Ton-Aime said that, in giving voices to those left in the margins, authors like Gappah are completing an important function of studying history: shining light on those corners left in the dark.
“Correcting the actions of the past is also a part of history,” he said. “It is important because those of us who look like her and are descended of her kind, too often are ashamed or enraged when we read about her kind.”
In the past, Ton-Aime said that readers had two ways of dealing with racist caricatures in literature: Either accept them as truth, or separate themselves from those caricatures.
“There’s a third way,” he said. “And that is what Ms. Gappah has found. And it requires empathy to see (the characters in Gappah’s novel) as one of us: To see (them) as flawed, yet talented and confident as human beings. Out of Darkness, Shining Light is a novel that tries to do things similar to what the Chautauqua Institution’s mission aims to do: Explore the best of human values and enrichment of life, and reach and complete the lives of those who were worthy of their humanity.”
Gappah’s novel seems to act as both a doorway — a significant symbol in the life of one of her main characters, Halima — and a light switch for readers to access a distant, shadowy past, a comparison reflected in this year’s physical representation of the Chautauqua Prize: A door that seems to beckon readers in just as much as it carries them through; once opened, a brilliant golden light emanates from the piece, created by Ryan Laganson.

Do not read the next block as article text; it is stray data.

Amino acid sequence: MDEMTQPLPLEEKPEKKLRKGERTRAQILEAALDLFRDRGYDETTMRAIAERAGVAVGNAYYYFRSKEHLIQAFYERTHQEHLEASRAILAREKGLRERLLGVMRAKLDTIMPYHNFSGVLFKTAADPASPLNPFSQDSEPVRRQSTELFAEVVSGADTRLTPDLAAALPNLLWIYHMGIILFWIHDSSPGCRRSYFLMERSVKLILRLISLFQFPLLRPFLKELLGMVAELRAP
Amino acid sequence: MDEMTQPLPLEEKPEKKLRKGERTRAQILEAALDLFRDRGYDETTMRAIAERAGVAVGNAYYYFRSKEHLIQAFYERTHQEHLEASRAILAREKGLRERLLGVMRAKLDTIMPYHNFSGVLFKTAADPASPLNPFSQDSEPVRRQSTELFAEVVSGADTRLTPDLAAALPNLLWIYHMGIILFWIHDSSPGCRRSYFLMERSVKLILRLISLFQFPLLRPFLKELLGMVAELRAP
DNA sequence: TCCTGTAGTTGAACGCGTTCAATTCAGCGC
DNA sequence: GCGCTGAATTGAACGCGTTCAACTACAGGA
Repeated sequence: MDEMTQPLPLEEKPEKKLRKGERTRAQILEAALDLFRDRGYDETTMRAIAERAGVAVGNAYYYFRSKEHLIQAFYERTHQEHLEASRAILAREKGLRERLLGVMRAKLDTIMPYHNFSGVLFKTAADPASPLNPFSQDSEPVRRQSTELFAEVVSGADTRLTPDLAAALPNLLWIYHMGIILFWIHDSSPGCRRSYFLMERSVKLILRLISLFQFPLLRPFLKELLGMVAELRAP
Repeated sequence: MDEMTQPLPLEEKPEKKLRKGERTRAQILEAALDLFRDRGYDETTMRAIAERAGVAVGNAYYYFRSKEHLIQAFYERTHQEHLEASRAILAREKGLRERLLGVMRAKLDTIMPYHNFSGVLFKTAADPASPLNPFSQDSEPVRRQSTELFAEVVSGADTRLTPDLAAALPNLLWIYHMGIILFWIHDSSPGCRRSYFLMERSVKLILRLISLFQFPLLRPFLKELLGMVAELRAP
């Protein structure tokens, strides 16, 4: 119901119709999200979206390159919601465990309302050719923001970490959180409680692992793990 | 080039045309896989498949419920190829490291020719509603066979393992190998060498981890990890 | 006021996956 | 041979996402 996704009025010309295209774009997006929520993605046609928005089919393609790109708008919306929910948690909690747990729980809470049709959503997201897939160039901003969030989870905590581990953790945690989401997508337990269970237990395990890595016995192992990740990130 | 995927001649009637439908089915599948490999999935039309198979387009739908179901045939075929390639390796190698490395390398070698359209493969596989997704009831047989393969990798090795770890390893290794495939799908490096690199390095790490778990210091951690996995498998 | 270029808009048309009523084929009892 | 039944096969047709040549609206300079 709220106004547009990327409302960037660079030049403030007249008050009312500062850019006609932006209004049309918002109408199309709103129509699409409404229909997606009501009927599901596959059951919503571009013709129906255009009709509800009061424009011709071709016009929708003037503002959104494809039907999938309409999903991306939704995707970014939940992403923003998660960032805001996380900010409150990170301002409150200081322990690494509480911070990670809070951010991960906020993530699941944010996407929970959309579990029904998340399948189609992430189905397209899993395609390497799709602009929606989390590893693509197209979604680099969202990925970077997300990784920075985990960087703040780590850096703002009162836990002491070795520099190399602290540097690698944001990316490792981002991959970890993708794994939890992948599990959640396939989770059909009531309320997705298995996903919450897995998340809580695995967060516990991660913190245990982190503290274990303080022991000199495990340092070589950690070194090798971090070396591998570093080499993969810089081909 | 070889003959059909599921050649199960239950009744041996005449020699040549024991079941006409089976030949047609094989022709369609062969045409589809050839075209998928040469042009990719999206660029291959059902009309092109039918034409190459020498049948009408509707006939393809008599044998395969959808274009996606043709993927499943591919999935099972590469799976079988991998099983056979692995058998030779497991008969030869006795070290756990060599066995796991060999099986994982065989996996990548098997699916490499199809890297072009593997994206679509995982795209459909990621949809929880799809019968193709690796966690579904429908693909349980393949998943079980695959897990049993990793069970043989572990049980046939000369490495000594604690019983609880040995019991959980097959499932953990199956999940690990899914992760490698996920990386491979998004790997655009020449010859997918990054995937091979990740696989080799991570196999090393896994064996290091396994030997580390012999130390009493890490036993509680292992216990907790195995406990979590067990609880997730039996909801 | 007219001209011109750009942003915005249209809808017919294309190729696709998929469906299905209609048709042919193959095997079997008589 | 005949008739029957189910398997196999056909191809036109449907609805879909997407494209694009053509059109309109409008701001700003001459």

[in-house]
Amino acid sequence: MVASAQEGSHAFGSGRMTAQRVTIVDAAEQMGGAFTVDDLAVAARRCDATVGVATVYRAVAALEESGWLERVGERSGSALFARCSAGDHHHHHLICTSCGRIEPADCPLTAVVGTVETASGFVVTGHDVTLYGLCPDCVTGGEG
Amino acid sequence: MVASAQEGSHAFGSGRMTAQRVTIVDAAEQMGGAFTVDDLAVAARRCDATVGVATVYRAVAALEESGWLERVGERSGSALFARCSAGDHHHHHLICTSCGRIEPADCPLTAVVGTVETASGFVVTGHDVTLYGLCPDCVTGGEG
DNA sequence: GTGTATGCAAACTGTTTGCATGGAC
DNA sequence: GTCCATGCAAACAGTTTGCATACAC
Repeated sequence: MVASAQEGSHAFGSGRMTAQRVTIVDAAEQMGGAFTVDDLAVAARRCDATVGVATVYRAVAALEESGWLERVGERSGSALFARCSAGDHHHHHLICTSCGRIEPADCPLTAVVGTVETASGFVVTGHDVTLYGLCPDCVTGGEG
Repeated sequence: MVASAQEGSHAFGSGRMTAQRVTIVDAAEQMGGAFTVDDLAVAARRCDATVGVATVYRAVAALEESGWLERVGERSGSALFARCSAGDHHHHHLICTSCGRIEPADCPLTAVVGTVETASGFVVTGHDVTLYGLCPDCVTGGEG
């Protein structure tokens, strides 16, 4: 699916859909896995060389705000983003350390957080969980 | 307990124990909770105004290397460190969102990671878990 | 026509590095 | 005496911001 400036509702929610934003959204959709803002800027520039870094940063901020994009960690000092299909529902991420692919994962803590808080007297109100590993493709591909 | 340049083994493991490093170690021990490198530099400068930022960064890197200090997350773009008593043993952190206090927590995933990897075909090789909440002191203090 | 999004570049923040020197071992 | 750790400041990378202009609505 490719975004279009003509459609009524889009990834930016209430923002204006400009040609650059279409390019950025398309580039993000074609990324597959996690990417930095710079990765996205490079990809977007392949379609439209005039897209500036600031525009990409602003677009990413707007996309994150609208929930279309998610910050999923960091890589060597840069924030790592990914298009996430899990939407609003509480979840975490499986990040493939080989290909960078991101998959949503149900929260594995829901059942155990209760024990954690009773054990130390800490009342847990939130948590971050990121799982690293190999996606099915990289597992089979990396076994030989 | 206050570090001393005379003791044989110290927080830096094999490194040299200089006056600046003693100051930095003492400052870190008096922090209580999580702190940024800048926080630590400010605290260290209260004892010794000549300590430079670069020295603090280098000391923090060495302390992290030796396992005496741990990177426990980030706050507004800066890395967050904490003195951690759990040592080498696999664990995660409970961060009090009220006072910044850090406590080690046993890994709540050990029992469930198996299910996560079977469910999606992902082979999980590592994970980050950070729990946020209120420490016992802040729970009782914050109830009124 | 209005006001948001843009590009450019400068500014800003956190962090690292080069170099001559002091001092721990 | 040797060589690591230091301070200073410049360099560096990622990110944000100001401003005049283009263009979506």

For Gappah, 2020 has been a particularly difficult year, the pandemic aside — she lost her father in January.
“(My father) was born in 1940 and he died on Jan. 23, just a month before what would have been his 80th birthday,” she said. “And it gives me some solace that my father read this novel, not once, but twice before he died. And that one of the last long conversations we had was when he subjected me to an intense interrogation as to what was fact and what was fiction in the novel. He was passionate about education, about reading and about books.”
Gappah said that her father “emancipated his mother and his sisters from grinding rural poverty in Rhodesia,” and that her family is planning a memorial foundation in his honor.